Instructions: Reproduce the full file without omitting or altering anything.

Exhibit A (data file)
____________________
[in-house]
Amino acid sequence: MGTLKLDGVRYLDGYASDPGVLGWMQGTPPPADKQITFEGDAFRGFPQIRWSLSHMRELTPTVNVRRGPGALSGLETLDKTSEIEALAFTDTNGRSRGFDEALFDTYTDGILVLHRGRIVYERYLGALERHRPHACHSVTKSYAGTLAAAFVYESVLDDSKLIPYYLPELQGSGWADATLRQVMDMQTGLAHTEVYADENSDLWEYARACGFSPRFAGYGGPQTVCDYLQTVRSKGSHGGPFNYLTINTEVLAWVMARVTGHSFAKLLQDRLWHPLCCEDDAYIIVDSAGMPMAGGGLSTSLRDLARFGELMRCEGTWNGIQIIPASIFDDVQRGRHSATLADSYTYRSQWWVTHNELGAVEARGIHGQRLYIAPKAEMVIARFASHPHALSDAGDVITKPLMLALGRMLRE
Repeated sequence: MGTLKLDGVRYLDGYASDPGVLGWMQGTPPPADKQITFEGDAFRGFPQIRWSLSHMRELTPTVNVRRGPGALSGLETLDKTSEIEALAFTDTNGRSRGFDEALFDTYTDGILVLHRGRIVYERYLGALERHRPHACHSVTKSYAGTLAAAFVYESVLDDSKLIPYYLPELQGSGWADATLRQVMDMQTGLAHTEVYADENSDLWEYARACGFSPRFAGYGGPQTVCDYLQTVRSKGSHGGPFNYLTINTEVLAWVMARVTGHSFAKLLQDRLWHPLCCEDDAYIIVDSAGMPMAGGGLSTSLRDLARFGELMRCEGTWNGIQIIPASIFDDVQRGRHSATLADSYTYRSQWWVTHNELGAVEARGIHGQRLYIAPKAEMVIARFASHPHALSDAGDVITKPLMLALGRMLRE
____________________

[in-house]
Amino acid sequence: MGTLKLDGVRYLDGYASDPGVLGWMQGTPPPADKQITFEGDAFRGFPQIRWSLSHMRELTPTVNVRRGPGALSGLETLDKTSEIEALAFTDTNGRSRGFDEALFDTYTDGILVLHRGRIVYERYLGALERHRPHACHSVTKSYAGTLAAAFVYESVLDDSKLIPYYLPELQGSGWADATLRQVMDMQTGLAHTEVYADENSDLWEYARACGFSPRFAGYGGPQTVCDYLQTVRSKGSHGGPFNYLTINTEVLAWVMARVTGHSFAKLLQDRLWHPLCCEDDAYIIVDSAGMPMAGGGLSTSLRDLARFGELMRCEGTWNGIQIIPASIFDDVQRGRHSATLADSYTYRSQWWVTHNELGAVEARGIHGQRLYIAPKAEMVIARFASHPHALSDAGDVITKPLMLALGRMLRE
Repeated sequence: MGTLKLDGVRYLDGYASDPGVLGWMQGTPPPADKQITFEGDAFRGFPQIRWSLSHMRELTPTVNVRRGPGALSGLETLDKTSEIEALAFTDTNGRSRGFDEALFDTYTDGILVLHRGRIVYERYLGALERHRPHACHSVTKSYAGTLAAAFVYESVLDDSKLIPYYLPELQGSGWADATLRQVMDMQTGLAHTEVYADENSDLWEYARACGFSPRFAGYGGPQTVCDYLQTVRSKGSHGGPFNYLTINTEVLAWVMARVTGHSFAKLLQDRLWHPLCCEDDAYIIVDSAGMPMAGGGLSTSLRDLARFGELMRCEGTWNGIQIIPASIFDDVQRGRHSATLADSYTYRSQWWVTHNELGAVEARGIHGQRLYIAPKAEMVIARFASHPHALSDAGDVITKPLMLALGRMLRE